Napa Valley Vintners is sounding the alarm that an Indian tribe and a Las Vegas company will be seeking to open a casino in Napa, Solano or Sonoma counties.

The trade group has obtained what it calls a confidential preliminary agreement between the Scotts Valley Band of Pomo Indians and Integrated Resort Development LLC. The term sheet calls for establishing a gaming enterprise in one of the three counties, with a site to be selected this year.

This development has set off alarm bells in Napa County, which has a history of vigorously opposing the prospect of Indian gambling that might circumvent local land use restrictions and threaten the Agricultural Preserve.

If a tribe buys land and has it placed in trust by the U.S. Department of the Interior, it can develop the land without being subject to local land use laws.

Napa Valley Vintners has invited local wine and agricultural representatives, select residents and other groups to a 10 a.m. Friday meeting to discuss the casino threat. County leaders are to give a briefing on Indian casinos, Napa Valley Vintners spokesman Rex Stults said Thursday afternoon.

Supervisor Mark Luce said the apparent plans of the Scotts Valley Band of Pomo Indians for a North Bay casino may be more threatening to Napa County than past threats. Unlike the Mishewal Wappo Tribe of Alexander Valley, which has a tribal recognition suit pending in federal court, the Scotts Valley group is a recognized tribe, he said.

“I see it as a real threat to our sovereignity as California citizens,” Luce said.

Rob Ottone, tribal administrator for the Scotts Valley Band of Pomo Indians, said Thursday afternoon that he had no information on the apparent term sheet. He’ll have to talk with the tribal council before he can answer questions on the issue, he said.

The apparent term sheet copy obtained by the vintners group is signed by tribal council chairman Gabriel Ray, though not by an Integrated Resort Development official. The term sheet says that its contents are to be kept confidential.

“It was given to us by an anonymous source, but somebody who understands this is a matter of urgent and upmost importance to us,” Stults said.

Napa Valley Vintners is offering to match money up to $100,000 to help fend off casinos. Once $100,000 is raised and matched, the group would contribute another $100,000, Stults said.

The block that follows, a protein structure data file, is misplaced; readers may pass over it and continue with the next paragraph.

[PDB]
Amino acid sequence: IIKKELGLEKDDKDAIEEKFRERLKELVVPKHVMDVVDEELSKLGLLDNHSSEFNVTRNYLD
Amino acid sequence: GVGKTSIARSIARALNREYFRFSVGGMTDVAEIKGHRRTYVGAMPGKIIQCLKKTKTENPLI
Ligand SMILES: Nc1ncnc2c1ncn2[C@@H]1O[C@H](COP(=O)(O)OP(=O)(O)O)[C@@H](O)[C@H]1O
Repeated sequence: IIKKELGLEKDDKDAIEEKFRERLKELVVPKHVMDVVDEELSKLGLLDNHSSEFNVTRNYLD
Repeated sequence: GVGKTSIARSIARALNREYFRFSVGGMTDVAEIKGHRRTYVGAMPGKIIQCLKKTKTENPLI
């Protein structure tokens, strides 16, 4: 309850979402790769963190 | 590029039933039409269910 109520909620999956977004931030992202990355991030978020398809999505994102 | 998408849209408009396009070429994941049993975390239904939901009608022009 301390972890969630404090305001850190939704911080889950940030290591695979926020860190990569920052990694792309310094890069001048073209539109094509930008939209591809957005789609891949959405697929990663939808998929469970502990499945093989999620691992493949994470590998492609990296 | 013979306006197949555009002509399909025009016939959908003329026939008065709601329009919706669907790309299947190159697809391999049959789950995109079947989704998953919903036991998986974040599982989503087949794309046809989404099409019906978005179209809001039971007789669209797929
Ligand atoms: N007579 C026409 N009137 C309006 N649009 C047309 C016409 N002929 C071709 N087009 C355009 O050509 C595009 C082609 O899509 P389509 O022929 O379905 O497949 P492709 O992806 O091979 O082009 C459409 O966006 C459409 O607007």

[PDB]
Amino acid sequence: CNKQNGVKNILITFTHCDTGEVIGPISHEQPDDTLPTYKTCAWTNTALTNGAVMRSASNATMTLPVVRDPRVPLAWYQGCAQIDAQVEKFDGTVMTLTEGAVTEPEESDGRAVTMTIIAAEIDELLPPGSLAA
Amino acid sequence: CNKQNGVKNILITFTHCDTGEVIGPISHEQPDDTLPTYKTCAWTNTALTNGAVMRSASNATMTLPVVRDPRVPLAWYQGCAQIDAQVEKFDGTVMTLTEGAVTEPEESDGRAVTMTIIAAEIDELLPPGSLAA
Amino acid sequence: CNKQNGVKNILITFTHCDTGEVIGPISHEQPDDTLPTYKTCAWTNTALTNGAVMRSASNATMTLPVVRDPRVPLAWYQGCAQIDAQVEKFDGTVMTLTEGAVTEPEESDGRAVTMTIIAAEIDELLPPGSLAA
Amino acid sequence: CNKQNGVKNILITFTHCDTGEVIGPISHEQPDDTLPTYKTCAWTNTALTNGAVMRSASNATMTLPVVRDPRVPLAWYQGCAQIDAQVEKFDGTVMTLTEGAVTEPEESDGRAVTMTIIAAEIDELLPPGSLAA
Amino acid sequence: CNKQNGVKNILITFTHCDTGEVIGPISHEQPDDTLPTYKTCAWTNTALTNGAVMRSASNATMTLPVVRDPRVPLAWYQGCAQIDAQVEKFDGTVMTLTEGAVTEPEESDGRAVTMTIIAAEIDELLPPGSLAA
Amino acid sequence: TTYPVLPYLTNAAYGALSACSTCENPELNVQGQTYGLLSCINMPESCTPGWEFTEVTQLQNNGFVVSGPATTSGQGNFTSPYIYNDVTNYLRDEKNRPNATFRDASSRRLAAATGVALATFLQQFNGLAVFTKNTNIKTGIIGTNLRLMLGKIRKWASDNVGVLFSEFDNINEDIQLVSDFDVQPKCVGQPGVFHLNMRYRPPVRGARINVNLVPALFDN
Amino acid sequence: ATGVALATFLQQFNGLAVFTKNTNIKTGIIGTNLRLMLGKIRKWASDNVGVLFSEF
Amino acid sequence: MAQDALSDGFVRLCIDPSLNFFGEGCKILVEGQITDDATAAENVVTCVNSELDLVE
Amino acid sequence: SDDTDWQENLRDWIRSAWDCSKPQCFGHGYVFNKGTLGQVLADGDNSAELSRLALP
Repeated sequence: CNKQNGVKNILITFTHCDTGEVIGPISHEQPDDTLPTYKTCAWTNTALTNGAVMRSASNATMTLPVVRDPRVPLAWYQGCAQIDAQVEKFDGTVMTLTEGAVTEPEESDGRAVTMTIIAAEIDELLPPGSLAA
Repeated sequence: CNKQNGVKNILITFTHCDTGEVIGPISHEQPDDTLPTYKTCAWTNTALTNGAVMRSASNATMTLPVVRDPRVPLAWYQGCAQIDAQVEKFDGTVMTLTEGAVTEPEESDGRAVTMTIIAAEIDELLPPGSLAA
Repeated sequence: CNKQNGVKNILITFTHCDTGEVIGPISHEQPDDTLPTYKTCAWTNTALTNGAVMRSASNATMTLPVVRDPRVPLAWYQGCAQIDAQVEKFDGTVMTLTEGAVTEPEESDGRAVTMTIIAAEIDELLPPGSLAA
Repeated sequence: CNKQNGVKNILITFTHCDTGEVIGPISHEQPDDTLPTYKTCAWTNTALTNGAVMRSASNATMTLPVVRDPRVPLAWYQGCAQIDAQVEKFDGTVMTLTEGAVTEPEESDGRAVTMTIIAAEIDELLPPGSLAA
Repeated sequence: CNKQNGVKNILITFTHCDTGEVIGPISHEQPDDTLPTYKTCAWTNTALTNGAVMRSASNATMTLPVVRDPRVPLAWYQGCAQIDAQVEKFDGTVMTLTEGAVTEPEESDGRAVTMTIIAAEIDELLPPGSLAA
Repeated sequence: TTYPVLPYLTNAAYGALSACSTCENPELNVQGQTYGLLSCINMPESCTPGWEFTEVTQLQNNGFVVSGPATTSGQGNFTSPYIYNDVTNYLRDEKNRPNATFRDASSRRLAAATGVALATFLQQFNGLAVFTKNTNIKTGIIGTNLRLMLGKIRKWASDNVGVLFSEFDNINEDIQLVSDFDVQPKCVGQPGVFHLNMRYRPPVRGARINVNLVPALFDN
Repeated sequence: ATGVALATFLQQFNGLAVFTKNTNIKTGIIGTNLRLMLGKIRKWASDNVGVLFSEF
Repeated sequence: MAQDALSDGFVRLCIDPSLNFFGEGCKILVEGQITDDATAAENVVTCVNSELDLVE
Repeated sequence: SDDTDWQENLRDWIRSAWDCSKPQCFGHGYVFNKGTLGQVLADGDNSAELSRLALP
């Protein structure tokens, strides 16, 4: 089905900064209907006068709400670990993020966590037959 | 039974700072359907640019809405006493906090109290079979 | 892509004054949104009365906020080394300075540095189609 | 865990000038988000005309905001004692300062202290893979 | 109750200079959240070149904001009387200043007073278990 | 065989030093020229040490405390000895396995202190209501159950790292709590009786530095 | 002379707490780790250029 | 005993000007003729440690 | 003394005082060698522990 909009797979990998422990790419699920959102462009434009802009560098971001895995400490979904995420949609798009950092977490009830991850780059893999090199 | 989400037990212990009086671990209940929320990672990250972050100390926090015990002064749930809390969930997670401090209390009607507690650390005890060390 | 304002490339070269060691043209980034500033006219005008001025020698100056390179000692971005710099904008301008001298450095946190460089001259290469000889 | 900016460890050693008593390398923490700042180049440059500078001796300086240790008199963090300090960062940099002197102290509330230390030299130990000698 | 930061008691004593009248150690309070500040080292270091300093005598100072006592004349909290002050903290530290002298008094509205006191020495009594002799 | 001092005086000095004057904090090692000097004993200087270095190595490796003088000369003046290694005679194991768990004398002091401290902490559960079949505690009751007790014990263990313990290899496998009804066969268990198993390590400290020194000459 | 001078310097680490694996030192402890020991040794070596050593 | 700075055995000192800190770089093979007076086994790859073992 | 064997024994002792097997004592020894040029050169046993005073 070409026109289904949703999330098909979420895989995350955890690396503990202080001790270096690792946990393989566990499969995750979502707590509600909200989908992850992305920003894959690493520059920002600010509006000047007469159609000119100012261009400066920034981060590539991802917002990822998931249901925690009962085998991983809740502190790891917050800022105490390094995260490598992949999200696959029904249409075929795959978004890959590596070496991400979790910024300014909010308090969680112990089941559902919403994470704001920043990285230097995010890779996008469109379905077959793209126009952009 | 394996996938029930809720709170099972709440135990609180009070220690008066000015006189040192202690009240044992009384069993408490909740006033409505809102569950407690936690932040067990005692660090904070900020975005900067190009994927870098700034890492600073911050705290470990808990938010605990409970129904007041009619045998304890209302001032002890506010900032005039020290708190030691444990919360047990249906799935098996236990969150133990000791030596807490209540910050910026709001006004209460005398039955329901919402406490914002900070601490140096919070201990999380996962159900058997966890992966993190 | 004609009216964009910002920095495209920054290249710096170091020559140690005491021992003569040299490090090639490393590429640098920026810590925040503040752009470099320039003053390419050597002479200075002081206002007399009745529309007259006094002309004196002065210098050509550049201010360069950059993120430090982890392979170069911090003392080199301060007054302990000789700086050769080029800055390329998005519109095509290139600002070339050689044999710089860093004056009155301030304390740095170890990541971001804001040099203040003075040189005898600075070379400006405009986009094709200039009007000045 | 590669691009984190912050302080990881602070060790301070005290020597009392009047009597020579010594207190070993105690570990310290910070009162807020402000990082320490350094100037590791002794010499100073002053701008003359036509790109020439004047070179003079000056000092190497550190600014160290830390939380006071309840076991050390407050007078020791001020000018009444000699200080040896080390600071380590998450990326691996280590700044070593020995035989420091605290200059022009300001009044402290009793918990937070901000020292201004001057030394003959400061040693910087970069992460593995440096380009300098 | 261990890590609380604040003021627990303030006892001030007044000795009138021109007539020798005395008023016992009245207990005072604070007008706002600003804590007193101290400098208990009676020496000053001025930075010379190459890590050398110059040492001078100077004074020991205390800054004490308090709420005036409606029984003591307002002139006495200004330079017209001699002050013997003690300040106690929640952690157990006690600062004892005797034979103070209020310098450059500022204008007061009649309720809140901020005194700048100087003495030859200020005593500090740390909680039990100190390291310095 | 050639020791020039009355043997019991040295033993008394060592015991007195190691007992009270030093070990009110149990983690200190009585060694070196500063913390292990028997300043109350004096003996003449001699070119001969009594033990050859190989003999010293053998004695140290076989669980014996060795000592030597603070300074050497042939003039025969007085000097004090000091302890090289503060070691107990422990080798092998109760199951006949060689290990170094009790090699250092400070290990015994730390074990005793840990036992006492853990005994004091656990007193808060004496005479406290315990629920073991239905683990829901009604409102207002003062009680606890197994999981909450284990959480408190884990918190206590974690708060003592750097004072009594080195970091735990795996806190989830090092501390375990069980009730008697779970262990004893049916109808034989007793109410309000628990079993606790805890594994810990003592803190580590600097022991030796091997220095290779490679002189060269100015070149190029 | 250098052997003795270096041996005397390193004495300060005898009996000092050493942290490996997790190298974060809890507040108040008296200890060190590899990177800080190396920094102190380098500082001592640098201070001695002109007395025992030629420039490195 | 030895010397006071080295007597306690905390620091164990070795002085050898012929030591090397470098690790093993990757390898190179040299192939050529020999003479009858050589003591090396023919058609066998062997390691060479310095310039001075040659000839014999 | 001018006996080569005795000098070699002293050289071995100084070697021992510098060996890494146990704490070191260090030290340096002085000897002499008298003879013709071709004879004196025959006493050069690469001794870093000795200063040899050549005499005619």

“We welcome anybody to be friends and neighbors in our community who are willing to legally and lawfully abide by the rigid set of land use laws that have allowed Napa Valley to become what it’s become,” Stults said.

That includes abiding by Measures J and its successor Measure P, he said. Measure P requires voter approval for agricultural land to be changed to some other land use.

“The Napa Valley is not a blue-light special at Kmart,” Stults said.

Officials with Integrated Resort Development LLC couldn’t be reached for comment on Thursday.

Records with the Nevada Secretary of State creating Integrated Resort Development LLC are dated March 11. Paul C. Steelman is listed as a managing member.

Steelman is a member of Steelman Partners in Las Vegas. Among the many projects listed on the firm’s website are Grand Palm Casino in Botswana, Desert Inn in Las Vegas and Thunder Valley Casino Resort in Lincoln, California. Thunder Valley is owned by the United Auburn Indian Community.

The apparent term sheet calls for narrowing potential sites to two to three within 45 days of executing the document. It calls for negotiating an option agreement to buy the property within 80 days. It calls for preparing a land-to-trust request within 120 days.

In addition, the document calls for seeking preliminary sign-offs where possible from local government officials pledging support for a gaming enterprise at the selected site.

The tribal government is to receive a $100,000 upfront payment, the term sheet says. The investor is to receive 12 percent of the casino’s net win proceeds for 72 months.

Several county supervisors said they learned of the latest casino threat Wednesday from the Napa County Counsel’s office. This is another example of Las Vegas gambling interests “casino reservation shopping,” Supervisor Keith Caldwell said Thursday.

The Scotts Valley tribe isn’t the first to want to tap into the Napa Valley’s rich vein of tourists, Caldwell said. He noted that the Litton band of Pomo Indians tried to build a casino in American Canyon in the 1990s after obtaining tribal status from the federal government.

Community groups rose up to oppose the casino, citing fears of crime. The tribe pulled out before the proposal came to a vote of the American Canyon City Council.

The Litton band went on to buy a card room in San Pablo overlooking Interstate 80 where they operate today. The intended casino site in American Canyon is now the home of the Walmart Supercenter.

In 2013, county officials reacted with concern when the Litton band, which is based in Sonoma County, extended a $9 million loan to Madison Vineyard Holdings LLC, the company that owns the Jamieson Ranch Vineyards. Tribal leaders said that this was purely a real estate investment.

City editor Kevin Courtney contributed to this report.

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Napa County Reporter

Barry Eberling covers Napa County government, transportation, the environment and general assignments. He has worked for the Napa Valley Register since fall 2014 and previously worked 27 years for the Daily Republic of Fairfield.

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